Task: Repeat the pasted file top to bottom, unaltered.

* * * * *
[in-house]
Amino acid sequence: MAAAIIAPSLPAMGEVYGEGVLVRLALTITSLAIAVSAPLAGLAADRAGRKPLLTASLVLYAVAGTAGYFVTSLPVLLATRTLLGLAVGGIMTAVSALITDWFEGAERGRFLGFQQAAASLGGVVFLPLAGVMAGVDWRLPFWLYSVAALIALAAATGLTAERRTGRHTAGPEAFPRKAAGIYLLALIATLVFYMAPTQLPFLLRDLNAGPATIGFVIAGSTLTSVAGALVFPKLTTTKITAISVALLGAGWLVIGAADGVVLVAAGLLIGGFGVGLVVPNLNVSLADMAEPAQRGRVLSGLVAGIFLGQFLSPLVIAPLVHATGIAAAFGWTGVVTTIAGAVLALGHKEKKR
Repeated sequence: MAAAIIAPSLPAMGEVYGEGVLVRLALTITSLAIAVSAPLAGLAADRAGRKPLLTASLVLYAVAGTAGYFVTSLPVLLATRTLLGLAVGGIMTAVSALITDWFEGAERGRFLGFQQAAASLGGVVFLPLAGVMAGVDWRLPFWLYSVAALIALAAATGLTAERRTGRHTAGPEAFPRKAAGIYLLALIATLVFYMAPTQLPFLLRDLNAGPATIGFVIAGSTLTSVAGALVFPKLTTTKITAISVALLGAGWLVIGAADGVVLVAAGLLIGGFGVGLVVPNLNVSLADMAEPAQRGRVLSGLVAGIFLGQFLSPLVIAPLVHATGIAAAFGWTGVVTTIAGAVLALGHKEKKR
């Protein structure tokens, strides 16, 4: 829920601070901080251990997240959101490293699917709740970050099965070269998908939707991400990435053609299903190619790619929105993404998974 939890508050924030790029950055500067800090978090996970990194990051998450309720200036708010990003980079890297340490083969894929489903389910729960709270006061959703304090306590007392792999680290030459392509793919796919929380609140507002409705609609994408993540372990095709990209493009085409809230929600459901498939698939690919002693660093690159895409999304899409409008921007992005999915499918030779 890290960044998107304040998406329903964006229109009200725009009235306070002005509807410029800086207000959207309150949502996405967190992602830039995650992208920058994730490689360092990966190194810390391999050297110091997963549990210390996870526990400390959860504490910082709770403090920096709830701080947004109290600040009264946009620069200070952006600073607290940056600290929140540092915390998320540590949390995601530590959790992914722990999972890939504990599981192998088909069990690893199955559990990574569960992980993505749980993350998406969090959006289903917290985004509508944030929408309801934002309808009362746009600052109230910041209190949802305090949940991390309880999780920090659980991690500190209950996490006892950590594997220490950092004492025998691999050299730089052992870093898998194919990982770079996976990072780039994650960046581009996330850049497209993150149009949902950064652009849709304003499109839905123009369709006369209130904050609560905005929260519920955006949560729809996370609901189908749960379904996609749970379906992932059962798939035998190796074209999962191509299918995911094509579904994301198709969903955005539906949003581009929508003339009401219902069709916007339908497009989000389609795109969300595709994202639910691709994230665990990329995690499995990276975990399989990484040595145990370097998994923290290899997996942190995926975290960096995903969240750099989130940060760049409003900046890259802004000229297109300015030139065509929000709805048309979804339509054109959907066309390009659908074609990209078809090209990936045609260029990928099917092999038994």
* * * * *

[in-house]
Amino acid sequence: MAAAIIAPSLPAMGEVYGEGVLVRLALTITSLAIAVSAPLAGLAADRAGRKPLLTASLVLYAVAGTAGYFVTSLPVLLATRTLLGLAVGGIMTAVSALITDWFEGAERGRFLGFQQAAASLGGVVFLPLAGVMAGVDWRLPFWLYSVAALIALAAATGLTAERRTGRHTAGPEAFPRKAAGIYLLALIATLVFYMAPTQLPFLLRDLNAGPATIGFVIAGSTLTSVAGALVFPKLTTTKITAISVALLGAGWLVIGAADGVVLVAAGLLIGGFGVGLVVPNLNVSLADMAEPAQRGRVLSGLVAGIFLGQFLSPLVIAPLVHATGIAAAFGWTGVVTTIAGAVLALGHKEKKR
Repeated sequence: MAAAIIAPSLPAMGEVYGEGVLVRLALTITSLAIAVSAPLAGLAADRAGRKPLLTASLVLYAVAGTAGYFVTSLPVLLATRTLLGLAVGGIMTAVSALITDWFEGAERGRFLGFQQAAASLGGVVFLPLAGVMAGVDWRLPFWLYSVAALIALAAATGLTAERRTGRHTAGPEAFPRKAAGIYLLALIATLVFYMAPTQLPFLLRDLNAGPATIGFVIAGSTLTSVAGALVFPKLTTTKITAISVALLGAGWLVIGAADGVVLVAAGLLIGGFGVGLVVPNLNVSLADMAEPAQRGRVLSGLVAGIFLGQFLSPLVIAPLVHATGIAAAFGWTGVVTTIAGAVLALGHKEKKR
């Protein structure tokens, strides 16, 4: 829920601070901080251990997240959101490293699917709740970050099965070269998908939707991400990435053609299903190619790619929105993404998974 939890508050924030790029950055500067800090978090996970990194990051998450309720200036708010990003980079890297340490083969894929489903389910729960709270006061959703304090306590007392792999680290030459392509793919796919929380609140507002409705609609994408993540372990095709990209493009085409809230929600459901498939698939690919002693660093690159895409999304899409409008921007992005999915499918030779 890290960044998107304040998406329903964006229109009200725009009235306070002005509807410029800086207000959207309150949502996405967190992602830039995650992208920058994730490689360092990966190194810390391999050297110091997963549990210390996870526990400390959860504490910082709770403090920096709830701080947004109290600040009264946009620069200070952006600073607290940056600290929140540092915390998320540590949390995601530590959790992914722990999972890939504990599981192998088909069990690893199955559990990574569960992980993505749980993350998406969090959006289903917290985004509508944030929408309801934002309808009362746009600052109230910041209190949802305090949940991390309880999780920090659980991690500190209950996490006892950590594997220490950092004492025998691999050299730089052992870093898998194919990982770079996976990072780039994650960046581009996330850049497209993150149009949902950064652009849709304003499109839905123009369709006369209130904050609560905005929260519920955006949560729809996370609901189908749960379904996609749970379906992932059962798939035998190796074209999962191509299918995911094509579904994301198709969903955005539906949003581009929508003339009401219902069709916007339908497009989000389609795109969300595709994202639910691709994230665990990329995690499995990276975990399989990484040595145990370097998994923290290899997996942190995926975290960096995903969240750099989130940060760049409003900046890259802004000229297109300015030139065509929000709805048309979804339509054109959907066309390009659908074609990209078809090209990936045609260029990928099917092999038994």